Nature magazine’s new study says Saudi Arabian oilfields are amongst the lowest carbon emitters on the planet, according to the Houston Chronicle.
Venezuelan fields took the opposite aplomb, with its facilities’ carbon intensity measured at six times that of Saudi Arabia. This was likely due to PDVSA’s power intensive and widespread “steam flooding” technique used to increase oil flows.
Stanford University conducted the study with funding from Saudi Aramco, the KSA’s fossil fuel giant. It focused on the producers that supplied significant amounts of fuel to the Chinese market, which excluded the United States from the study.
Though American shipments have reached Asian ports in recent months, the United States did not begin exporting fuel until the end of 2015, which is after the study was commissioned and took full force.
“China has been the world’s largest growth market for energy for the past 15 years and accounted for about 43% of the world’s oil consumption growth over this period,” the report reads.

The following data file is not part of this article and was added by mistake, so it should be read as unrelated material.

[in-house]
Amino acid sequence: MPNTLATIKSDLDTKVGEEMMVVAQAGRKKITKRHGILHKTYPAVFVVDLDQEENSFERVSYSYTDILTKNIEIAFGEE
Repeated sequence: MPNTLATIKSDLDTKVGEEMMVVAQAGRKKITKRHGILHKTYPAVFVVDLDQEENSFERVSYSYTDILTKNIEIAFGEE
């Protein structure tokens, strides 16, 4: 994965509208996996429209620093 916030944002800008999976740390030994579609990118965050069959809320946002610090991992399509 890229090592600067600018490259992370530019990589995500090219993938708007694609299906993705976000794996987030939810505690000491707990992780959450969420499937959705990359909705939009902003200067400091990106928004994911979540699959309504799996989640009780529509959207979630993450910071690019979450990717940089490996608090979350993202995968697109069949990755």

Greenhouse gas emissions as a result of fossil fuel production is likely to be scrutinized further in the coming years as the world aims to prevent an increase in global temperatures by 2 degrees centigrade. Saudi Arabia, OPEC’s largest exporter and de facto leader, aims to cut domestic oil consumption to free more oil for exporting and to reduce its carbon emissions.
The KSA is leading other green initiatives as well, recently signing an agreement with Japanese energy firms and carmaker Nissan to launch the first pilot project for electric vehicles in the country. For one year, Saudi Electricity will operate the three Nissan EVs and the three Takaoka Toko quick chargers, while TEPCO will evaluate the data from the pilot project. The companies will also develop a business plan for the use of EVs and quick chargers in Saudi Arabia, TEPCO said.